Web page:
As cool as motorcycles are, they are vehicles that rely on momentarily bending the laws of physics and probability. Rolling down the road at 70mph on a surface area of less than six square inches of rubber, having a few hundred pounds of bike, being driven by a mistake-prone human is going to have its problems eventually.
You need to bridge that evolutionary gap between a person made of fragile flesh and an unthinking machine by wearing protective gear. In California, it isn’t only a good idea, it’s the law.
Laws to some might be a killjoy, but they are generally put into practice because they seem like good ideas at the time, and in the case of motorcycle helmet laws, they work to protect riders and their passengers from serious injuries. Only three states in the U.S. have no helmet laws on the books. Such laws were either never enacted or repealed due to pressures from riders adamant about their freedom. New Hampshire, Illinois, and Iowa are the three states without motorcycle helmet laws.
The other 47 states all have helmet laws that include all sorts of specific stipulations, from helmets for passengers of any age or riders under 18, to mandatory protective eyewear and gear while operating a motorcycle. Nineteen U.S. states require riders to wear helmets at all times while operating their bikes. California is one of the states that has adopted universal helmet laws, meaning that passengers and riders must wear a helmet at all times. California enacted its law in 1992, and it has been protecting the skulls of Californian riders ever since.
These laws affect visitors from other states, as well, so it is always a good idea to stay up-to-date on the rules of the road when riding interstate. The best option, legally, as well as for your health and safety, is to just wear a helmet. If you don’t wear a helmet, not only are you putting yourself at risk of being ticketed for breaking the law, but more importantly, you are ignoring the widely accepted understanding that helmets increase safety. Riding without a motorcycle helmet is not only a bad idea, but it can also get you killed.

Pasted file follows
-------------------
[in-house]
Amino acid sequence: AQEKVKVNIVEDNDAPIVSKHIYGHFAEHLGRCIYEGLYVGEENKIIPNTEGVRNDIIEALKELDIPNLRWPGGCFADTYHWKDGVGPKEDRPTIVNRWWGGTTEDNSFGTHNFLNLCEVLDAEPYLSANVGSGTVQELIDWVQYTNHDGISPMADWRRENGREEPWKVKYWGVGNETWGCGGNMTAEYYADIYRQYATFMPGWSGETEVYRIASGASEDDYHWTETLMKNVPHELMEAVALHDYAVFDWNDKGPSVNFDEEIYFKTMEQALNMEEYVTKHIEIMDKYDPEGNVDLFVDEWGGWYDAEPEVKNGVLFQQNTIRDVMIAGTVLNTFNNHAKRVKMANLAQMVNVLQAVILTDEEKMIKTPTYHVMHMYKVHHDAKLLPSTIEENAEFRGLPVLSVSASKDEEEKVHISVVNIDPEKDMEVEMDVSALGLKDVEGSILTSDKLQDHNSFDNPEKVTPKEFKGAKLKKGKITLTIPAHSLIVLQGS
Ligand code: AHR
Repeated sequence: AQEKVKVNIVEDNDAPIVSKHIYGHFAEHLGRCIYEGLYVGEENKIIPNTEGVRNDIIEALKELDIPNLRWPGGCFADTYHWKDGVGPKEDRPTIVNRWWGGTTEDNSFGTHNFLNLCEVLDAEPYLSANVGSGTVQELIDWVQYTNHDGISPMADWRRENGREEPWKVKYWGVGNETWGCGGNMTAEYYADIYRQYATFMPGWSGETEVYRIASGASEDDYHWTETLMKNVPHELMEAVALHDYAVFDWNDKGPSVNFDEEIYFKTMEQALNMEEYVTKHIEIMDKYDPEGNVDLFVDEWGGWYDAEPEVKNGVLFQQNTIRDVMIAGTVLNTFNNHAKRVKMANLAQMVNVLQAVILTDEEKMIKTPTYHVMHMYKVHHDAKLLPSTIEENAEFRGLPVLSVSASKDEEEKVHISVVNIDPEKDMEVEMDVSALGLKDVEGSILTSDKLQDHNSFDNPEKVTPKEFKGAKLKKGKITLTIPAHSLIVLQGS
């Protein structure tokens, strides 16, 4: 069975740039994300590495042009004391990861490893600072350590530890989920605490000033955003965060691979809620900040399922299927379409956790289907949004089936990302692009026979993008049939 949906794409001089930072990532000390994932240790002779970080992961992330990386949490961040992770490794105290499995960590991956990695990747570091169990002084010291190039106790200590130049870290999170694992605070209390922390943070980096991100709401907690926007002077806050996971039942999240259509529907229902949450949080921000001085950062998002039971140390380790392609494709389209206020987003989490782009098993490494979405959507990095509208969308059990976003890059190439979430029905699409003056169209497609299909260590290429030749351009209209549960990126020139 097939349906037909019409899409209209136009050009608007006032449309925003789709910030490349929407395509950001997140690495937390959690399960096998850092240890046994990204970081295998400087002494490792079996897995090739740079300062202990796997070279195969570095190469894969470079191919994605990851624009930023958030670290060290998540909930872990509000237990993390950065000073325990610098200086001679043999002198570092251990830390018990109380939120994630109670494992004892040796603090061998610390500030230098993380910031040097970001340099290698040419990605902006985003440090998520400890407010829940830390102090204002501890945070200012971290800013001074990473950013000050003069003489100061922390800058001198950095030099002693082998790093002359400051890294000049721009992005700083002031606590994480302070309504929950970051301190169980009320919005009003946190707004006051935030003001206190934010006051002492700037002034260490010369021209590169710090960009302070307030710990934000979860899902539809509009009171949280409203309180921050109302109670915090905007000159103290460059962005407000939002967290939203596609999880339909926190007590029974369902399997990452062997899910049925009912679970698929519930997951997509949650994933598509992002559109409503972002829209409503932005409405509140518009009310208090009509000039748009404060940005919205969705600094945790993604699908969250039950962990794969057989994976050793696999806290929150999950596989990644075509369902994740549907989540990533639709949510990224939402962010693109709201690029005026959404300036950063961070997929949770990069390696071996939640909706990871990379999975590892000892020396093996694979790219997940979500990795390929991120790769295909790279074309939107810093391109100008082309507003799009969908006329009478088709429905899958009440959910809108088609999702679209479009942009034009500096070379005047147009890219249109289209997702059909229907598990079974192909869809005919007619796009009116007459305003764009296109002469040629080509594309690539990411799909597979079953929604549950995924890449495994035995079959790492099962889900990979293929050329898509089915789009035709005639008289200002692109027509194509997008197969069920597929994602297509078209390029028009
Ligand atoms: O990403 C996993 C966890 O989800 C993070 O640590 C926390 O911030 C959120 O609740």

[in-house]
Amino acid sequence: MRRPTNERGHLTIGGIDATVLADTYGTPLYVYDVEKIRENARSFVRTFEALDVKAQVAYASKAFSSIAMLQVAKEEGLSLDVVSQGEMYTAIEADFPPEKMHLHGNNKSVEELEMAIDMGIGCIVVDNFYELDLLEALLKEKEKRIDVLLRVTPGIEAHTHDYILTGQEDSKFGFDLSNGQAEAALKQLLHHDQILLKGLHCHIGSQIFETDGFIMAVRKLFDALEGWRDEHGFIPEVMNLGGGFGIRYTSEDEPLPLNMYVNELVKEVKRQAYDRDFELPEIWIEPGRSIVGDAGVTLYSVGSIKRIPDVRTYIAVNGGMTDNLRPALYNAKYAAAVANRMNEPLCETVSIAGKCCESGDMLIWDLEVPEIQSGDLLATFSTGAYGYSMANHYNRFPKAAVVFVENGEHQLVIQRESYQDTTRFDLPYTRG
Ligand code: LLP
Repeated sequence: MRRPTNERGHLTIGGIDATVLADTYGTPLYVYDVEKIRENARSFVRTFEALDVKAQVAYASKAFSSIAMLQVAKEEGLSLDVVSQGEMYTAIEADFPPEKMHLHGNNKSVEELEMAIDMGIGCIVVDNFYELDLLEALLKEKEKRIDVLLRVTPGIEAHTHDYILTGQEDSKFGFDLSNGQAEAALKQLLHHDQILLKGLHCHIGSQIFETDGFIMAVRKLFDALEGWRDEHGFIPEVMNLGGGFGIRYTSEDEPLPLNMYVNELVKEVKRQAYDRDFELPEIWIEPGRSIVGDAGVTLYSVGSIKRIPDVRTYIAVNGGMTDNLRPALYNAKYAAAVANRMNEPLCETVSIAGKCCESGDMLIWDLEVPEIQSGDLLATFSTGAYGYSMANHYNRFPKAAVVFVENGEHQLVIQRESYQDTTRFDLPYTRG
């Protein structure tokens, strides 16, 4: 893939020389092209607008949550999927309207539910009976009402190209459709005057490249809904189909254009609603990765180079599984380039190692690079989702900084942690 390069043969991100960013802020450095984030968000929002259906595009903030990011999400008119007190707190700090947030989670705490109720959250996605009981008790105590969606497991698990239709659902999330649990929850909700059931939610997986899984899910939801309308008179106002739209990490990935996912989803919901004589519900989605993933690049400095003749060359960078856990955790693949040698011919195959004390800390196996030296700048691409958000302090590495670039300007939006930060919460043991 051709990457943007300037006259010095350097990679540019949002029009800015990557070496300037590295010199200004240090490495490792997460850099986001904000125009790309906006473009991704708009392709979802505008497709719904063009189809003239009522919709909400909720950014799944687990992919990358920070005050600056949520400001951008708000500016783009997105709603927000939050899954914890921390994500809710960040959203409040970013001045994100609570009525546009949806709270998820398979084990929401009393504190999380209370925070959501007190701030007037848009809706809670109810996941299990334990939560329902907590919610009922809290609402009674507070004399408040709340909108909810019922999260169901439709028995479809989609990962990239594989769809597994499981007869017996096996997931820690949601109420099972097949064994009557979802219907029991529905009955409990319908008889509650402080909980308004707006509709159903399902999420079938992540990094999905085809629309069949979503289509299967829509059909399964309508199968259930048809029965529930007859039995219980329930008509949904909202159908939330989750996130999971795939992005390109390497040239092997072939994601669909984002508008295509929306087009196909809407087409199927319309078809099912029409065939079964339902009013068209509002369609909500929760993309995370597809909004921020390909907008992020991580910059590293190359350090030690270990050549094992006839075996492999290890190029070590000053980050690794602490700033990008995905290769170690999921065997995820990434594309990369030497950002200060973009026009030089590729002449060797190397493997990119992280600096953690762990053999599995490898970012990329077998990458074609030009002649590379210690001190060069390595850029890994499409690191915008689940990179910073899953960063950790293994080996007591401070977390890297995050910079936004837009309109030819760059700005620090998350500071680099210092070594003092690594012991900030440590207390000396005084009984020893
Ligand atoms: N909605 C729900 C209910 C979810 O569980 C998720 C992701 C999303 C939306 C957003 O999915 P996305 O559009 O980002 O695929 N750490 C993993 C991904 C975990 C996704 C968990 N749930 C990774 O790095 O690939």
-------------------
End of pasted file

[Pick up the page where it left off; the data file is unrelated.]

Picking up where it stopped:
Riding a bike is tricky enough, with that pesky thing called gravity constantly trying to pull you down to the pavement. Other forces are at work as well to ruin your day. Acceleration and centripetal force keep you on the road, but only if the force goes uninterrupted. Inertia is what you experience when trying to slow down, or especially if you hit something that brings you to an abrupt stop.
Friction gives you traction, allows you to slow down and make controlled stops, but is also what your body will experience if you dump your bike at high speeds. Friction with the pavement can quickly chew through your clothing and down to your skin, giving you a severe case of road rash.
There is a saying amongst motorcycle riders: you don’t dress for the ride; you dress for the slide. Leathers are a good way to armor yourself against falling off your bike, and while waiting for friction to take inertia down a peg or two until you stop sliding. Leathers only offer a limited amount of protection against concussive force and blunt trauma, however, which is where helmets come in.
Helmets offer a great deal of protection to the eyes, ears, and cranium. They work to dampen the energy of an impact as well as protect the wearer from contusions and lacerations. Thus, instead of acting like you’re in Easy Rider, aim more for a soldier who is going into battle (with a helmet).